Change

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Sometimes blogging can be the most frustrating experience in the world. Coming up with ideas is the easy part. What’s a lot harder is sitting down to write about those ideas.

I don’t want blogging to become a chore. I constantly want to write about things I am passionate about. However, an idea I came up with a month ago often doesn’t resonate as much with me by the time I come to write it.

Sitting here, switching my gaze from the meticulously structured document on my computer filled with ideas, and the perfectly orange brick wall outside my window, is not doing much to inspire creativity. I turn to blog title generators in the hope it might awake something inside me… Let’s see… Maybe I can write about creativity… the creative process… no, that’s too generic… Maybe about culture? Something to do with… culture??

I’m grasping and I know it.

So, completely stuck, none of the ideas I’ve jotted down jumping out at me, I’ve decided to write a blog post that fits with the name of this blog – me!

At the moment my life is going through an intense period of transition. I have mentioned in my last blog post that I am currently residing in Kathmandu, Nepal. I have been here since September but it is only recently that I have started to make some big decisions that will affect my life when I go back to the UK in July/August of this year.

As is always the case when going through a big personality change, you don’t really notice it until you’re coming out the other end. I happen to have come out a more focused, optimistic and resolved person. I now have a clearer idea of what I want out of my career and social life. It has meant that I’ve had to make some pretty scary choices over the last few months – choices that I battle with every day wondering if I did the right thing. At the end of the day, I am content to say that I have.

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I feel like I have stirred something up inside of me that I always knew was there, but repressed for many years. I remember as a child I would climb trees, and run through fields, and explore an old abandoned quarry  near my house. This sense of adventure was trampled as I grew older and cynical. I came to believe that being negative was a sign of intelligence; being judgemental a sign of wisdom. It’s not.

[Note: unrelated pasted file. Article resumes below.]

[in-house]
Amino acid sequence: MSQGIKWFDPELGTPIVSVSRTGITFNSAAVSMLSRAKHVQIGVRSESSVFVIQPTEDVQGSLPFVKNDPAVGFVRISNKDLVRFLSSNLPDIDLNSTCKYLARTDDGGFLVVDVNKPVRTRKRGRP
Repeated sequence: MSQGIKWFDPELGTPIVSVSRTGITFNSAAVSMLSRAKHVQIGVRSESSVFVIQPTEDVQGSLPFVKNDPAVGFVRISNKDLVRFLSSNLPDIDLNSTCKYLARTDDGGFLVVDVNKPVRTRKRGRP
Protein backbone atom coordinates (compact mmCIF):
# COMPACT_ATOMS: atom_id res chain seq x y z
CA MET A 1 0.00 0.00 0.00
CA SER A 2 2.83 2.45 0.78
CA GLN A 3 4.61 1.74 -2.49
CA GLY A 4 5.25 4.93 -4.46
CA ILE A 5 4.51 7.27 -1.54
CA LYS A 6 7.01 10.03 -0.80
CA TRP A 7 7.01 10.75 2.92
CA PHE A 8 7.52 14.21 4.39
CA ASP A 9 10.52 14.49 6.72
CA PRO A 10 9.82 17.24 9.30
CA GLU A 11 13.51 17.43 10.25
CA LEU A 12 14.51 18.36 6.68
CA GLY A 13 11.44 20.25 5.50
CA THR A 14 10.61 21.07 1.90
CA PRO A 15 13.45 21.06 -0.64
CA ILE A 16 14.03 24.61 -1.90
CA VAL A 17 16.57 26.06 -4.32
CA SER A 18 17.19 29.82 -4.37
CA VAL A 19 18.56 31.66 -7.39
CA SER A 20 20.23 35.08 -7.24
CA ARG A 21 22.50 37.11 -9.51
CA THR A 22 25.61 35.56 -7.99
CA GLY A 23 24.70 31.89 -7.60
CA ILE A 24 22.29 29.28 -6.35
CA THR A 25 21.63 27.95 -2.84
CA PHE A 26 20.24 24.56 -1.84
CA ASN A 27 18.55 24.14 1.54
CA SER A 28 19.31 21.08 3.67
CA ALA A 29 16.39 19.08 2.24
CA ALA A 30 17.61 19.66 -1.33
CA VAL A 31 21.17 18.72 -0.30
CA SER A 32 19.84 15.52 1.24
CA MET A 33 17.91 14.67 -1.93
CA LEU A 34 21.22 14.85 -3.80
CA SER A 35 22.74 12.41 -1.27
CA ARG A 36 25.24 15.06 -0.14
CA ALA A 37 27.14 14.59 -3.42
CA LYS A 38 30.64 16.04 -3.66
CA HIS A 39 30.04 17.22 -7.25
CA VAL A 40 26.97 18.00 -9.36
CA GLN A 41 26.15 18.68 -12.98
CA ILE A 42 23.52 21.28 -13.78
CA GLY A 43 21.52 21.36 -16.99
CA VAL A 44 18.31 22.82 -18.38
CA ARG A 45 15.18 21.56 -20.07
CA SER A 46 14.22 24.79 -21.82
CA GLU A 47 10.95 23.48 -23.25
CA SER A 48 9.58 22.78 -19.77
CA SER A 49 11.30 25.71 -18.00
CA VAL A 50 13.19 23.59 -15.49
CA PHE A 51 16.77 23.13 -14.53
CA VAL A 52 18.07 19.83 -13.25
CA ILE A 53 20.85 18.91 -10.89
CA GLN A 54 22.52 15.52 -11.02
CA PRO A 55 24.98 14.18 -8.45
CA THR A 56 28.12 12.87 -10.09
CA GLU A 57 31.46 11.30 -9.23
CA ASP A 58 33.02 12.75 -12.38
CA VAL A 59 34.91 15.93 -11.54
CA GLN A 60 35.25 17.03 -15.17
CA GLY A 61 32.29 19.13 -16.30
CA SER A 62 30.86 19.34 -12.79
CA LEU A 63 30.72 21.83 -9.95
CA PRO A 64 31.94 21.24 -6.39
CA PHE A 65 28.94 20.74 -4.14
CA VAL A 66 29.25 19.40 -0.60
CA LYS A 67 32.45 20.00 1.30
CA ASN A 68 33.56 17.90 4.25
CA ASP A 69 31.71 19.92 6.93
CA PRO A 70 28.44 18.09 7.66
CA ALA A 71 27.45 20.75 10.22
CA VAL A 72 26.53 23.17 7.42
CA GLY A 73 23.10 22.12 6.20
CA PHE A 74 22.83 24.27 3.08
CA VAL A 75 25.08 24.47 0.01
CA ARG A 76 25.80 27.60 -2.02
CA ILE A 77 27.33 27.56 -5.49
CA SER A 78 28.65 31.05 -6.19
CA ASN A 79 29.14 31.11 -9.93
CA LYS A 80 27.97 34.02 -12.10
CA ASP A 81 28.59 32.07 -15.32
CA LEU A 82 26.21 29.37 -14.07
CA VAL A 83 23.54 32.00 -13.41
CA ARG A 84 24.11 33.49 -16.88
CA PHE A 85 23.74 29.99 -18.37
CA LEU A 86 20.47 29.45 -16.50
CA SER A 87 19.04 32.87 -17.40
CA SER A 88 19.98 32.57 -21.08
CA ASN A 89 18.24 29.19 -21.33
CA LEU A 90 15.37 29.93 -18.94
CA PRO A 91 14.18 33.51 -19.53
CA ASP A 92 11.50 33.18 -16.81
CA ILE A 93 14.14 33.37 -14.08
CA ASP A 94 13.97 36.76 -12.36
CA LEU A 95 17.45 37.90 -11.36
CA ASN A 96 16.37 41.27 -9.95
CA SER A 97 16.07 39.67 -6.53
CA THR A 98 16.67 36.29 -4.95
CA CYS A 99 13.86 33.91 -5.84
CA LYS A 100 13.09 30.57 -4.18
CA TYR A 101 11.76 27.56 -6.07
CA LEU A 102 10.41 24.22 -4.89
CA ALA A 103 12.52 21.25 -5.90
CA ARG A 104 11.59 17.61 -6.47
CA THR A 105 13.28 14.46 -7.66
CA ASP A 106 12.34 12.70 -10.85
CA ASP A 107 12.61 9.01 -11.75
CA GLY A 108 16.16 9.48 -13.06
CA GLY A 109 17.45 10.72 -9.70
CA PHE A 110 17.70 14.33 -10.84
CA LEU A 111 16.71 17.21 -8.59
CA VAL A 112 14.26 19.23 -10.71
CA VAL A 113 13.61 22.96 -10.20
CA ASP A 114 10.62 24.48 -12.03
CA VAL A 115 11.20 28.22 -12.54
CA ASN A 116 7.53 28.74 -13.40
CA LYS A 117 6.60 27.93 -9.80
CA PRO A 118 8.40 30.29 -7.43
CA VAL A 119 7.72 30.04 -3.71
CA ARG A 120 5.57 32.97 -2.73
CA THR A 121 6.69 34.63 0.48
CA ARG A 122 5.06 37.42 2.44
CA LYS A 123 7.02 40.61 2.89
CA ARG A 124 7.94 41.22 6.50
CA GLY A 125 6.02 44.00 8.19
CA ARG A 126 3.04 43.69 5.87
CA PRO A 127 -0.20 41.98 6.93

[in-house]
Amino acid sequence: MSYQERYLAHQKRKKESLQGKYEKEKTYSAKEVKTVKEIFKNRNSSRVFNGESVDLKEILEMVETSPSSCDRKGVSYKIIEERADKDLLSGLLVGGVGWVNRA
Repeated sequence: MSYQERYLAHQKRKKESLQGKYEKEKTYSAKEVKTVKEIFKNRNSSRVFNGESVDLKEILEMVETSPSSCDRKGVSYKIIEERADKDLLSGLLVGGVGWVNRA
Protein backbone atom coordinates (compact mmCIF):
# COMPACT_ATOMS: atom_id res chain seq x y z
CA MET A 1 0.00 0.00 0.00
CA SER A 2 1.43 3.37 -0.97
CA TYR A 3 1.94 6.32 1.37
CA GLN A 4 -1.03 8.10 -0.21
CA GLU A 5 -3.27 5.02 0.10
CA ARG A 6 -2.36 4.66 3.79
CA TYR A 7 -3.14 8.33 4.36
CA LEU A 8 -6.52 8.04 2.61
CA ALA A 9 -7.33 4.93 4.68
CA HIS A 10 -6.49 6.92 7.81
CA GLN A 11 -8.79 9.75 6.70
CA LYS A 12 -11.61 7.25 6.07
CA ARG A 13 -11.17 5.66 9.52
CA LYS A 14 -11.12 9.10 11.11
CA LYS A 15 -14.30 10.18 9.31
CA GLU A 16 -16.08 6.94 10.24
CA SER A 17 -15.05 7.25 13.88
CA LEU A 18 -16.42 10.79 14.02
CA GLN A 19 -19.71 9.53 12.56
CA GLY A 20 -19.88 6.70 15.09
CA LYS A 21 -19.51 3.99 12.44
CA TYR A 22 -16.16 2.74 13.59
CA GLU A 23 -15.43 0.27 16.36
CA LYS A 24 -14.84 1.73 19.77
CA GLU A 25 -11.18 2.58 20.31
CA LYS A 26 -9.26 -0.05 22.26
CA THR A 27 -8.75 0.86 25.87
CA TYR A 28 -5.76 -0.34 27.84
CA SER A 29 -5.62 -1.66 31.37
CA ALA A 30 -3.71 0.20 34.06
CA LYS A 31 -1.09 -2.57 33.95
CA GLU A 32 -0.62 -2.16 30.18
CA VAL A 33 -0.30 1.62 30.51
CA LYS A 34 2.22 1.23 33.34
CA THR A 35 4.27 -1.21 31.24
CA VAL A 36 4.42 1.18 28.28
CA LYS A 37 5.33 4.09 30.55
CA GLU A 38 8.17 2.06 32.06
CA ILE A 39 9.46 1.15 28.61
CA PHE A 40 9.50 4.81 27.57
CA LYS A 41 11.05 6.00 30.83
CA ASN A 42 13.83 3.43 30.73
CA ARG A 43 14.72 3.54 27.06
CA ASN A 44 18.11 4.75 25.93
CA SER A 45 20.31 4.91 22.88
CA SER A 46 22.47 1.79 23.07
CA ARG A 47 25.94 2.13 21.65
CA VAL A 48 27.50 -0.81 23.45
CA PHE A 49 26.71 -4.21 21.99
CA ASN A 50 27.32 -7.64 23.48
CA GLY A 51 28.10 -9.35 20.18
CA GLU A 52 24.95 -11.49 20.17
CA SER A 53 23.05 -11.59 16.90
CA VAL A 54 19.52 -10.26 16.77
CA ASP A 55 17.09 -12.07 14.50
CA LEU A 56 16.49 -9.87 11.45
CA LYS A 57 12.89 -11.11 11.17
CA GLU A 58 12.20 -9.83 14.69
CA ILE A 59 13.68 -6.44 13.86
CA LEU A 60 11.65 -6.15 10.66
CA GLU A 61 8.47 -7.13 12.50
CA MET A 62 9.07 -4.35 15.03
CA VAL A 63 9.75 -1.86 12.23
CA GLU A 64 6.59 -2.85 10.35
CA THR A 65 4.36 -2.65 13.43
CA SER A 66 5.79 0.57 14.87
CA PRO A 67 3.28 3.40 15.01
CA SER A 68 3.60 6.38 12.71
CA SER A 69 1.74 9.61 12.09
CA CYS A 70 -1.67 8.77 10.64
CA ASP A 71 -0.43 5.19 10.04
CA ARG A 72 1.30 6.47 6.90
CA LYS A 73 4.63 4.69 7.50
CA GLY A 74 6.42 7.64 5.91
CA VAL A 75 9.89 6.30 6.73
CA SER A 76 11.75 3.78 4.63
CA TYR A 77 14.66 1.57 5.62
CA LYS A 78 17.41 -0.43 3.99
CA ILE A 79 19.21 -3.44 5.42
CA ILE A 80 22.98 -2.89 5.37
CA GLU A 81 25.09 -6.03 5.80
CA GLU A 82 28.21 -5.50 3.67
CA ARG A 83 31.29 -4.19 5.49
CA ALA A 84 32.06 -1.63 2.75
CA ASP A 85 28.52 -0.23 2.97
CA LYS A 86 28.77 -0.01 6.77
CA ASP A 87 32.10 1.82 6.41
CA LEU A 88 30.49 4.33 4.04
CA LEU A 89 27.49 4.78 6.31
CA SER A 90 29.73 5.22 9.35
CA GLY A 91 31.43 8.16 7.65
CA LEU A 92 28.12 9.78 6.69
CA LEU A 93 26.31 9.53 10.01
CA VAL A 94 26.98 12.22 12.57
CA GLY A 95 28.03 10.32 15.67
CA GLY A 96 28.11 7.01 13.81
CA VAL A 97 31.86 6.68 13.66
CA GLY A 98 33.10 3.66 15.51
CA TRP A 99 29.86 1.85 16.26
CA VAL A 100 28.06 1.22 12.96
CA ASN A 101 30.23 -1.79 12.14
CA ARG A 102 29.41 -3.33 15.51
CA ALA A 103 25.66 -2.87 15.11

I spent many years of my life looking down on others for their ‘shallow’ friendships and conversations. I lived with one stubborn and unshakeable belief – that I understood how life really worked, and those around me were stunted either by their personal circumstances or their weak personalities.

Typical of growing and maturing,, we look back on the previous version of ourselves and laugh – but also cringe. I feel an acute sense of embarrassment at who I used to be, who I let myself become. Convinced I was a misunderstood genius just waiting to be discovered, I regularly felt slighted when I wasn’t recognised for my brilliance. This ‘brilliance’ was, of course, based on absolutely no evidence. Sure, I put my name to a few projects here and there, I tried my hand at a few different things. I never succeeded though. I always blamed other factors (or my own lack of self-motivation), and in the process I disrespected entire lives – the lives of people who work their ass off day in, day out, to hone a craft and develop an audience.

I believed that I had natural skill. I was cocky. I understand that. Most young men are. You can dress it up anyway you want, but when all is said and done, I think a lot of people who are like me are just inherently arrogant.

Whatever made me wake up and realise that I am a very insignificant fish in a gigantic pond, I will never know. But I am glad it happened now, and not when I am in my forties. Some humility is good – and god damn could I use it.

This may sound a bit bleak – perhaps even depressing. But it is far from it! I have finally managed to accept that you can strive to succeed without attaining instant results! I have come to understand that, just because your dreams do not come to fruition immediately, and your immediate goals and situation might change, that does not mean you are giving up. Life is a messy, meandering path with no real end goal. Instant gratification is a myth. Life is for learning as much as it is for being recognised for your achievements. It just means that I will hit London hard by the end of this year, and I will accept rejection far more gracefully than I once did.

In the end, I kicked myself in the teeth. It’s a hard pill to swallow, but ultimately I’m glad it was me and not the ruthless steel-toe-capped boot of real life that did it.

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